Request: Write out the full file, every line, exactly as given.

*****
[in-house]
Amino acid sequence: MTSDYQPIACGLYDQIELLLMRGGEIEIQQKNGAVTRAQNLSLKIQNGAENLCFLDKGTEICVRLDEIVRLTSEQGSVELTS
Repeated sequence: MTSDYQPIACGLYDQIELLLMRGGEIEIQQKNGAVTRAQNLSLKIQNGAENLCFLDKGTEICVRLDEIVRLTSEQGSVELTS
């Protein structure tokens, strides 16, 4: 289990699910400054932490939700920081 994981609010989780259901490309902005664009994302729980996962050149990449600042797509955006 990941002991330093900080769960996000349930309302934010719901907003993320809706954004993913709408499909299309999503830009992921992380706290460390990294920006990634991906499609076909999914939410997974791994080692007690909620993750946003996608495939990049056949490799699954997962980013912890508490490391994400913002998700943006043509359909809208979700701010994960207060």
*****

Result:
[in-house]
Amino acid sequence: MTSDYQPIACGLYDQIELLLMRGGEIEIQQKNGAVTRAQNLSLKIQNGAENLCFLDKGTEICVRLDEIVRLTSEQGSVELTS
Repeated sequence: MTSDYQPIACGLYDQIELLLMRGGEIEIQQKNGAVTRAQNLSLKIQNGAENLCFLDKGTEICVRLDEIVRLTSEQGSVELTS
């Protein structure tokens, strides 16, 4: 289990699910400054932490939700920081 994981609010989780259901490309902005664009994302729980996962050149990449600042797509955006 990941002991330093900080769960996000349930309302934010719901907003993320809706954004993913709408499909299309999503830009992921992380706290460390990294920006990634991906499609076909999914939410997974791994080692007690909620993750946003996608495939990049056949490799699954997962980013912890508490490391994400913002998700943006043509359909809208979700701010994960207060």